Note: Spoilers for the Civil War comic event within. If you haven't read it and still want to, avert your eyes from the bold/italicized paragraph.
Peter Parker is a pretty normal guy. Sure, he's got a tragic back story, radioactive arachnid powers, and genius level scientific mind, but that's beside the point. Most of us can’t relate to winning back our mind from an evil cephalopodic scientist, but we understand his earlier hardships all too well: struggling to pay rent, working a job that mocks your full talents, and juggling a love life (and probably dropping it, too).
Now, we have (yet) another Spider-Man/Peter Parker in Tom Holland. I personally haven’t seen him in anything, so I can’t pass judgment, but his front flips aren’t terrible.
Spider-Man is my favorite superhero. His powers, his struggles, and his humor keep him in my pull list every week. I’m excited that Marvel is taking over for the next Spider-Man movie, and even more so that he’ll appear in Captain America: Civil War - albeit anxiously.
Because, unfortunately, the Spider-Man we’re getting in Civil War can’t, and probably won’t, be the Spider-Man we’re hoping for.
Quick summary for those who don’t know: the Civil War occurred after a horrific accident took place in the comic universe. In the aftermath, citizens began demanding that heroes register their personal information, including identities and home addresses. Iron Man agreed with this idea, while Captain America saw it as infringing upon the freedom of Americans. While both of these characters, and many other heroes and heroines, have already gone public, far more, especially Spider-Man, remain masked.
Why is Spider-Man so important? If you haven’t caught on, there is a *SPOILER* for the Civil War event.
In order to sway the public and other superheroes, Spider-Man unmasks himself on live TV, as a show of support for Tony Stark’s registration act. He later sides with Steve Rogers after he learns that heroes who disagree with the act would be indefinitely imprisoned in the Negative Zone. The reveal results in the attempted assassination of Peter Parker, the death of Aunt May, and the dissolution of his marriage with Mary Jane, by way of a literal deal with the devil. Yeah, I know. This deal was the basis of the One More Day storyline by Dan Slott, and is pretty damn ridiculous.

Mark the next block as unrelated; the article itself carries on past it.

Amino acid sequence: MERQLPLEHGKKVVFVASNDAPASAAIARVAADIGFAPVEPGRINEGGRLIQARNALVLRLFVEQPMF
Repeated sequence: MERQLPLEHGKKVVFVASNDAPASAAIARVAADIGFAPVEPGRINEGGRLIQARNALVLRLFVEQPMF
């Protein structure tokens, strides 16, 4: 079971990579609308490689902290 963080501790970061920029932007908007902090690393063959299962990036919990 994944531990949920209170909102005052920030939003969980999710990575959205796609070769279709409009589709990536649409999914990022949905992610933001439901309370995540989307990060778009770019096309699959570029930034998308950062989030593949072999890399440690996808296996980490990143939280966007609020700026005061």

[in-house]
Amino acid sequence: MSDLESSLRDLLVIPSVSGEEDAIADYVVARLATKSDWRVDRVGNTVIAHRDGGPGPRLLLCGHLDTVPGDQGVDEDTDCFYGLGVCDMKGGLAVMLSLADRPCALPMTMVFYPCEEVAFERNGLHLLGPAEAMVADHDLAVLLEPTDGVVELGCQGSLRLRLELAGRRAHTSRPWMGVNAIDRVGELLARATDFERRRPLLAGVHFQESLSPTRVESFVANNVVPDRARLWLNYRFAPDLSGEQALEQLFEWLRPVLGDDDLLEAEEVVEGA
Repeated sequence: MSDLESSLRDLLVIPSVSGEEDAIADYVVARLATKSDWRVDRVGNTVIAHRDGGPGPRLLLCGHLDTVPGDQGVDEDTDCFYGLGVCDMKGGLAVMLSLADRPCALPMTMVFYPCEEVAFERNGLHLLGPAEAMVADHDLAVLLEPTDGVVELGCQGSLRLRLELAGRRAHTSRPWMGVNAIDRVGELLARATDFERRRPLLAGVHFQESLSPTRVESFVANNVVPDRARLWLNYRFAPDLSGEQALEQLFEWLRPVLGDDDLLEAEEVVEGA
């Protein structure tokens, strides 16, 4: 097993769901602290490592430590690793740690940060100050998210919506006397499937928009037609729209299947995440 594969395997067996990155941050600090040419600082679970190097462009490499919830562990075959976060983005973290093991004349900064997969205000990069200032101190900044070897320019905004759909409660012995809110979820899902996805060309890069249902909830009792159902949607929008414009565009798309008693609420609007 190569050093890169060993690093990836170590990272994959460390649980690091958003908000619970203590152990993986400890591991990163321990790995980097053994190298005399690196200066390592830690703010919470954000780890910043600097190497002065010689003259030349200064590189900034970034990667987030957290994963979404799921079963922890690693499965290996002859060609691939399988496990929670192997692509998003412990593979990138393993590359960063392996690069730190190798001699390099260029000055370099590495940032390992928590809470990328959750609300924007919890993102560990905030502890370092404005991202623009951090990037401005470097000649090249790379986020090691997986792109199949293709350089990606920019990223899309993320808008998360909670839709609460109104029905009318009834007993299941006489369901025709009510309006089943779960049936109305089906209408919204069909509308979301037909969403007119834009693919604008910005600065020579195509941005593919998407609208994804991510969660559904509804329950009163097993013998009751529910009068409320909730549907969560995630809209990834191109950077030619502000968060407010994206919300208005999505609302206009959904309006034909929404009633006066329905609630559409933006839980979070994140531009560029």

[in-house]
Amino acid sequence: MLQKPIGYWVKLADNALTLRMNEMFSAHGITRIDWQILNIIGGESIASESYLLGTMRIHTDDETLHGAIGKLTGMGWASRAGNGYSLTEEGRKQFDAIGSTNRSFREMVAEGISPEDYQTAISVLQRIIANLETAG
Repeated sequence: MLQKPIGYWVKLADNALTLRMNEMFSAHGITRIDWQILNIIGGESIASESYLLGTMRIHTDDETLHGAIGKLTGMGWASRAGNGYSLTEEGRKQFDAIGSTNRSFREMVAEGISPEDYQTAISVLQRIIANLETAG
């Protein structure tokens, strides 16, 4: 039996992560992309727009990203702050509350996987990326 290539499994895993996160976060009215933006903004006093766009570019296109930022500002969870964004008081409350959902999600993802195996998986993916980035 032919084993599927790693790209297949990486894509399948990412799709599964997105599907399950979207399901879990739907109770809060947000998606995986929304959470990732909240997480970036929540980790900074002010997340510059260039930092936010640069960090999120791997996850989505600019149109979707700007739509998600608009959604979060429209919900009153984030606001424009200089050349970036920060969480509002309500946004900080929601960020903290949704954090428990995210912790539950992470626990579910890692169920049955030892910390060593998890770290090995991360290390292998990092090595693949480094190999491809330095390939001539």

Because the identity of nearly everyone in the MCU is known, this doesn’t pose much of a problem. Yet even if they choose to do it, and somehow pull it off, this moment can't possibly have the gravitas it should. Because Spider-Man will be new, relationships won’t be established, and worst of all, we probably won’t get the Iron Spider suit. I mean, look at it!
Tobey Maguire was a great Peter Parker, but he lacked the kind of playful humor I expected - Spidey sans sass. Andrew Garfield had the superhero spirit, but nobody would mistake him for a nerdy pariah. If Sony had gotten both aspects right from the beginning, or if the deal had allowed for the continued use of Garfield, there might have been real weight to the choice in Civil War. Since we won’t be getting any of this, the question must be asked: what’s the use of another Peter Parker?
The answer is, there isn’t. Like I said, I don’t give a shit about Peter anymore. But I do give a shit about Miles Morales.
The African-American and Puerto Rican teenager would be a fresh start for the character. If we can’t get any of the Peter Parkers we want, why not go with the other Spider-Man? It certainly couldn’t hurt considering the dearth of diversity in the MCU, and if cast right we would be able to have that much-needed character journey that Spider-Man deserves.
Naysayers out there want Spider-Man to be Peter Parker, and only Peter Parker. Sony is pretty clear on whom they want Peter Parker to be, but that doesn’t necessarily mean the Spider-Man mantle cannot be worn by someone else. Peter had his chance, but maybe he needs a charming third time. Either way, I’m sure we’ll see Miles on the silver screen eventually, even if people will still be crying lack of comic faithfulness. To them I say: hey, it could be worse. We could be getting Anya Corazon (which I would FULLY endorse.)